Thursday 10th August

Last Blog update for a few days. Will return soon. Enjoy today's images.

Flowering Rush (Butomus umbellatus)

Attractive perennial that grows in the margins of still/slow moving fresh water. Uncommon in the North of England. Found here on the south bank of the Fleet. Posted by Picasa

Sedge Warbler (again)

This was a tricky one to photograph. He was in and out of the reeds hunting for insects, making it hard to get a focus on him. Had to use manual focus to avoid the camera 'hunting' or focusing on the reeds and not the bird. Posted by Picasa

Large Bind Weed (again)

Like the way the sunlight is illuminating the flowers. Posted by Picasa

Wednesday 9th August

Lovely morning for a walk with the dog. Trust have been out yesterday cutting grass, tidying paths. There's a difficult balance between housekeeping and disturbing habitats. I personally don't mind a bit of a jungle, but I understand that you have to cater for the majority. Have a good day.

Perenial Sow-thistle.

Like the rim lighting effect, making the bristles stand out. Posted by Picasa


Not a discarded Macdonald's! Posted by Picasa

Bristly Oxtongue (Picris echioides)

If my identification is correct, then this is a rare plant for the North of England. Chances are its a wrong identification! Posted by Picasa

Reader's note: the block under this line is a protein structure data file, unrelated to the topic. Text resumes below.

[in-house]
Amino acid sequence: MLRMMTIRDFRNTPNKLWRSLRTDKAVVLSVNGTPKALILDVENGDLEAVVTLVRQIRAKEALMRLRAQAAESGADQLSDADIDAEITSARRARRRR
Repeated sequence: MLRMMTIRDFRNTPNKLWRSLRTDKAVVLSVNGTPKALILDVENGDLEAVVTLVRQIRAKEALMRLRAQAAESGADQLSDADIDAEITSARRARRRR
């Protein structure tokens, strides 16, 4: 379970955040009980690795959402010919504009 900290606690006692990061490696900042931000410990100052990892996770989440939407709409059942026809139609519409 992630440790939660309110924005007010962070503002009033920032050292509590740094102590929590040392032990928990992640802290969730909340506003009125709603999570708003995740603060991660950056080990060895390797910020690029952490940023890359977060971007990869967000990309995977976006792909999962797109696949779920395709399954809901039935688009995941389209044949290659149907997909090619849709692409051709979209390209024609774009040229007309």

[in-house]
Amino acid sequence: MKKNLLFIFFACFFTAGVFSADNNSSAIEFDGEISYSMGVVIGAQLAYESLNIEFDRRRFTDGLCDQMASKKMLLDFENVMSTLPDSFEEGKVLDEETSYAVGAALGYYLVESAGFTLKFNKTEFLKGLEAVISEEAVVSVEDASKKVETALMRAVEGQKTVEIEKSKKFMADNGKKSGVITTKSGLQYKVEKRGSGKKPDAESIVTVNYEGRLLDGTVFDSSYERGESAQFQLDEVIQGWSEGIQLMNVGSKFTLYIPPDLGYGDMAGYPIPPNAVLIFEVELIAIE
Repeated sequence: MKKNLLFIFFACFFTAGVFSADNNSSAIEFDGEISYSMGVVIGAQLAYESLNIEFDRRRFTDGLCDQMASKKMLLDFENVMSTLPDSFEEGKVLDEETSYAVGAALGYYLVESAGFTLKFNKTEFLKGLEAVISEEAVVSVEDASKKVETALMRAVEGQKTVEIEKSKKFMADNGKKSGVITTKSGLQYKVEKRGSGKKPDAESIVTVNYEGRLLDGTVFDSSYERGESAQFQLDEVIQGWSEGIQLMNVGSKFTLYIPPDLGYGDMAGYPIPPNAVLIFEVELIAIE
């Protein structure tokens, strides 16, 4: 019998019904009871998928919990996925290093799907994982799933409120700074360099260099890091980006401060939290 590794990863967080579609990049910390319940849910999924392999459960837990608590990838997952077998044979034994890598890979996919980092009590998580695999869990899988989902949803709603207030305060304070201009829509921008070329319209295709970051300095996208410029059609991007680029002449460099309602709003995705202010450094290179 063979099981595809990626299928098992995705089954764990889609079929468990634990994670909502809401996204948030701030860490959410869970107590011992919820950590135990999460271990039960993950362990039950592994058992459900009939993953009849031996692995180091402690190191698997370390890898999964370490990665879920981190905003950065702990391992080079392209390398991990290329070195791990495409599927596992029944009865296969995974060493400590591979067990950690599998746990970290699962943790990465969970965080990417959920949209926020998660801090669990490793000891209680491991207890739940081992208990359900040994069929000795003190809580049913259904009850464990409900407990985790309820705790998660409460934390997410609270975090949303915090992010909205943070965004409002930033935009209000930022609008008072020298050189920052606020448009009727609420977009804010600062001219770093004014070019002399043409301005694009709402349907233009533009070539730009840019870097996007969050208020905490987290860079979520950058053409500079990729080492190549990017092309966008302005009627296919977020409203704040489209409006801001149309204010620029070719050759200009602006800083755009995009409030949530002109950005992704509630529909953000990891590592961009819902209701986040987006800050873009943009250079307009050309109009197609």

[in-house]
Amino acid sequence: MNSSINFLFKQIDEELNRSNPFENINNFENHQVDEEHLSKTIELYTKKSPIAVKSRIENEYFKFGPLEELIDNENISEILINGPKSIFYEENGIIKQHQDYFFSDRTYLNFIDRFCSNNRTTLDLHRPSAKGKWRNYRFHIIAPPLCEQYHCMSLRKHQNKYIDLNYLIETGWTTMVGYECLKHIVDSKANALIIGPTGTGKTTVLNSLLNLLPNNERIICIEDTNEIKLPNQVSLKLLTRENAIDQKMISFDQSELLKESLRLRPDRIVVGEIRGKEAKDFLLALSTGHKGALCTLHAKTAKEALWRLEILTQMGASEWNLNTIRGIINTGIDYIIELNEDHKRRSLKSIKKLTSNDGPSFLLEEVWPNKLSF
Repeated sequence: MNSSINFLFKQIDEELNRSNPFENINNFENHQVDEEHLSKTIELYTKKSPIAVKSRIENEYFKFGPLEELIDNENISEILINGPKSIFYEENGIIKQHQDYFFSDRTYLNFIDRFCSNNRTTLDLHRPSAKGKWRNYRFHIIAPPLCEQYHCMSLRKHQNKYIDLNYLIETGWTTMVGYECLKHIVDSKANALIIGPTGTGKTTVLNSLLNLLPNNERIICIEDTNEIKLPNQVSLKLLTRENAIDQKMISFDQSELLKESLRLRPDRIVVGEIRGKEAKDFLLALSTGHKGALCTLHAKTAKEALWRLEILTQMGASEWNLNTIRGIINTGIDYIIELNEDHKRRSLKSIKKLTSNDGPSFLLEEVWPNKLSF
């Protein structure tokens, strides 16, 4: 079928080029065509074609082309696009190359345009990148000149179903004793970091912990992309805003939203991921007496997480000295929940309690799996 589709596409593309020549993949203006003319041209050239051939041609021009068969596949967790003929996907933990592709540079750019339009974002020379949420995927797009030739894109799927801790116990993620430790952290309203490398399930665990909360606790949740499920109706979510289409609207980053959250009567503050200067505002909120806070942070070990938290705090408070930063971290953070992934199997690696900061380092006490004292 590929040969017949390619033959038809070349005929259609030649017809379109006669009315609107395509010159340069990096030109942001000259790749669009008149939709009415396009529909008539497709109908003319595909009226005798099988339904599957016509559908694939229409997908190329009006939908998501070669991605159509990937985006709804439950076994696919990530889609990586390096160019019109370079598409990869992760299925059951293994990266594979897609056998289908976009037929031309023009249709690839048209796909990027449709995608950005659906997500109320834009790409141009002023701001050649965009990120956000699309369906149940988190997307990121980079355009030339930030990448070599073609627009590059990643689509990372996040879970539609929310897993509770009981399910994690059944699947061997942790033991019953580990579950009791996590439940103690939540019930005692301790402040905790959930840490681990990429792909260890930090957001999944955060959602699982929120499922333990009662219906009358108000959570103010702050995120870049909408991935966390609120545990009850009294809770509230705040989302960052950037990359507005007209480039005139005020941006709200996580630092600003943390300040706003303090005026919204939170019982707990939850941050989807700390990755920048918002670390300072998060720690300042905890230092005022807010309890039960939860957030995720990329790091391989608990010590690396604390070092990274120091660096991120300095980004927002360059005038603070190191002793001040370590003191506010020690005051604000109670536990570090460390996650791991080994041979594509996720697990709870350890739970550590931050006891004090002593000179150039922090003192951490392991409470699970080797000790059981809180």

Tuesday 8th August

For some reason my photos for yesterday did not register. I have therefore re submitted them along with today's offerings. Busy out on the marsh this morning, dog walkers and children fishing on the fleet. Enjoy.

Elder Shrub

Nothing unusual about an Elder shrub, very common, favourite of council gardeners! This one is ver late flowering? Posted by Picasa

Japanese Rose Hip

These are ripe or very nearly, yet on an adjacent shrub they were still green? Natures way! Posted by Picasa

Monday 7th August

I've decided that August is not one of my favorite months. The shortage of bird 'action' is really annoying. Today I was walking along the banks of the Fleet, warm, sun trying to break through, being buzzed by a cloud of 'miggies', when I suddenly realised that there was silence, all around me. Not one bird making a noise. Dreadful! Roll on autumn. One thing I did notice that there is a bumper crop of berries, no doubt we'll hear about a hard winter on its way! Enjoy